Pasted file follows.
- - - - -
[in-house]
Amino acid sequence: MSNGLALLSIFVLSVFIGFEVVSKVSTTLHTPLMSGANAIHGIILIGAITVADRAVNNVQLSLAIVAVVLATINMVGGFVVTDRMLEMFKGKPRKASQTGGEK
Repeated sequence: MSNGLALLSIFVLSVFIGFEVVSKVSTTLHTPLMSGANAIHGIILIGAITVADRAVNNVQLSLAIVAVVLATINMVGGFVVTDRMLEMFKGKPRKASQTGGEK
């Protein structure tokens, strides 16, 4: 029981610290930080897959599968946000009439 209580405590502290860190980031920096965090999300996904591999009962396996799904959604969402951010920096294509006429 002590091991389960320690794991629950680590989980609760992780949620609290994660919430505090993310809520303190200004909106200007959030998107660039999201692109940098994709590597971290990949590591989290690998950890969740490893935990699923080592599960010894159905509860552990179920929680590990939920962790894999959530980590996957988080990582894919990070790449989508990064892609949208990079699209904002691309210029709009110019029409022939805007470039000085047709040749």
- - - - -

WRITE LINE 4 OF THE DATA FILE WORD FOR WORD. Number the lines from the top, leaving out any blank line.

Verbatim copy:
């Protein structure tokens, strides 16, 4: 029981610290930080897959599968946000009439 209580405590502290860190980031920096965090999300996904591999009962396996799904959604969402951010920096294509006429 002590091991389960320690794991629950680590989980609760992780949620609290994660919430505090993310809520303190200004909106200007959030998107660039999201692109940098994709590597971290990949590591989290690998950890969740490893935990699923080592599960010894159905509860552990179920929680590990939920962790894999959530980590996957988080990582894919990070790449989508990064892609949208990079699209904002691309210029709009110019029409022939805007470039000085047709040749």